From Jim Piddock and This is Spinal Tap creator, Christopher Guest, comes Anglo-American comedy Family Tree, starring Chris O’Dowd, Nina Conti, Michael McKean and the writers themselves.
The series focuses on Tom Chadwick. Jobless, single and at a loose end, he is bequeathed a chest of family treasures from an aunt who he has no recollection of ever meeting. The items inside the chest spur him on to investigate his lineage, with the help of family, friends and complete strangers.
I was looking forward to Family Tree: the cast list was impressive and its plot seemed original. Granted, the trailers hadn’t appeared particularly funny but I just told myself that they were saving the gems for the actual programme.
As the credits rolled on the first episode, however, I realised that they hadn’t. What had been in the trailers had been ‘the gems’.
Now first episodes tend to either pack in loads of laughs, leaving plot and characters ignored, or develop the story really well, but all but abandon the jokes. Family Tree falls into the latter camp as by the end of the episode, although I was now familiar with the storyline and characters, I simply didn’t feel like I’d been watching a comedy – it was like Chris O’Dowd had been in a very slow episode of Who Do You Think You Are?. It did manage to make me smile – or rather the brilliant Nina Conti did – but it was generally unimpressive and laugh-free.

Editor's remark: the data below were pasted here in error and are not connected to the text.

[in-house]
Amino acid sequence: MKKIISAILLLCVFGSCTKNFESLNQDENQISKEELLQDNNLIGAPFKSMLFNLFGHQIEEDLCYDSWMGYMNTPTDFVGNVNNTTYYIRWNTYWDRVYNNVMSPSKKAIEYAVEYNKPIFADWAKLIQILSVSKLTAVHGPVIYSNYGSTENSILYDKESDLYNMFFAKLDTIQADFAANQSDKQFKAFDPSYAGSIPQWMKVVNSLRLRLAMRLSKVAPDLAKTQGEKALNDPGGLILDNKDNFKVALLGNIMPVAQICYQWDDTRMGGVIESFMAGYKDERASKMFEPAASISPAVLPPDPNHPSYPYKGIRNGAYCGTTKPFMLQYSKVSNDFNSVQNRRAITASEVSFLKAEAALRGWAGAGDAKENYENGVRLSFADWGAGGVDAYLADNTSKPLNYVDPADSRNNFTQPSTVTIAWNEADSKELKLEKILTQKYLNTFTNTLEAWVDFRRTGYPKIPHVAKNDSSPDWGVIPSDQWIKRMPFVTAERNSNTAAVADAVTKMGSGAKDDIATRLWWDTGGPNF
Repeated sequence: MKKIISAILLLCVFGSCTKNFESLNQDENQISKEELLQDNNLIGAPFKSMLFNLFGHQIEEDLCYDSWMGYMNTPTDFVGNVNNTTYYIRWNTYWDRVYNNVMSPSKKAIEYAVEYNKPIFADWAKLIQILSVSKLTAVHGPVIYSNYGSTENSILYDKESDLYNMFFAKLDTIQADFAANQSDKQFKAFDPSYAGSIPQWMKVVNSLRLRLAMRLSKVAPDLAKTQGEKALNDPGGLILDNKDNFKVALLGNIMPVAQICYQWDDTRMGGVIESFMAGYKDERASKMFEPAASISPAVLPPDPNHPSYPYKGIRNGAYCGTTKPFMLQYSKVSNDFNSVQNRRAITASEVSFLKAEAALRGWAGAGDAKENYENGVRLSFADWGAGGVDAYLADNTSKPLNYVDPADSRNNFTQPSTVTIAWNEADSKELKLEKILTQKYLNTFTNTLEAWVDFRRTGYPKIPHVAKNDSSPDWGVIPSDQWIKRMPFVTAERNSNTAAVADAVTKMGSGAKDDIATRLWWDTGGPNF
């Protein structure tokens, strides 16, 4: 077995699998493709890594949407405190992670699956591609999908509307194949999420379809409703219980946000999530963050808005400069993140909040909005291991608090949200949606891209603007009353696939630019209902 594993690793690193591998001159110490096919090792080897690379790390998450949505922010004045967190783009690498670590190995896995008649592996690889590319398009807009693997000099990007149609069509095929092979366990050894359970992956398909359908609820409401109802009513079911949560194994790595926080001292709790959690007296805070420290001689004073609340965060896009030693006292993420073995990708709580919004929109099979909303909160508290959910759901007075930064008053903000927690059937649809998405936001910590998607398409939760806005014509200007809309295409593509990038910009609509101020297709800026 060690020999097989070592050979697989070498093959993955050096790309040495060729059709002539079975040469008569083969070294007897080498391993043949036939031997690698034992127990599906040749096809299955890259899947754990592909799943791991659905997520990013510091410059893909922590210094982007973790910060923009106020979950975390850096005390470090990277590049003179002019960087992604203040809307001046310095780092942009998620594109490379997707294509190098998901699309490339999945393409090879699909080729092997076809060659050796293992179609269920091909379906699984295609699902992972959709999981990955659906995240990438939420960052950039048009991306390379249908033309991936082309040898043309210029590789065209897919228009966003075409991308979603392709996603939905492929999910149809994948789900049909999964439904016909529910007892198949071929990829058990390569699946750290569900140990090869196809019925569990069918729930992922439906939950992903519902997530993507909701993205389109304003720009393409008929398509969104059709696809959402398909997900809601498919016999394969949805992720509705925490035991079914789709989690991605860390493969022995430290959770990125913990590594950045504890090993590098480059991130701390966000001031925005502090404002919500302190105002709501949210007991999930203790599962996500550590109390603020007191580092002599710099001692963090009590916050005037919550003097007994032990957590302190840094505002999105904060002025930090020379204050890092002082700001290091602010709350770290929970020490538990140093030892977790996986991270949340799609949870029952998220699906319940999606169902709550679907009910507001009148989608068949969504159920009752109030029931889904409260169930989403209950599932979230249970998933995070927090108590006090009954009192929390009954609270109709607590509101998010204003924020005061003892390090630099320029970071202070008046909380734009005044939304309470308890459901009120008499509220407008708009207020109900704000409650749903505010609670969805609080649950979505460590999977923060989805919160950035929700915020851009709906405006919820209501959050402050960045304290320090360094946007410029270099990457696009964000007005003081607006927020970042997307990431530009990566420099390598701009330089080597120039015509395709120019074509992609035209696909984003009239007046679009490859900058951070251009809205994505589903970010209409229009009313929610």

Perhaps Guest and Piddock fell into the trap of thinking that the naturalism of a mockumentary would take care of the comedy side of things, meaning they didn’t really need to write any jokes? At first glance it may indeed seem that the gags in shows such as The Office and The Royle Family (although not a mockumentary) stemmed from their naturalism but that’s wrong: it was the everyday, mundane things which Brent and the Royles said and did which made those sitcoms so funny, and it’s just that the everyday, mundane situations that they were in enhanced how funny their lines were. The writers of Family Tree seem to have got confused somewhere along the line: they created the banal situation okay, but they forgot to weave in the dialogue and actions to create the comedy .
All Family Tree seemed to show was that Chris O’Dowd and Nina Conti are great performers even with an average script – because, even if they did seem somewhat shoe-horned in, it was Nina and her trusty Monk who provided the best moments in this episode.
Let’s hope it will grow into a funnier, more memorable series.
Images courtesy of BBC and Ray Burmiston. ©NBCUniversal
Family Tree is on Tuesdays at 10:00pm on BBC2
What did you think of Family Tree? Do you agree or disagree with my review? Please comment below or tweet me – @UKTVReviewer.
You can also see my recommendations for the coming week’s TV on this blog, published every Saturday at midnight.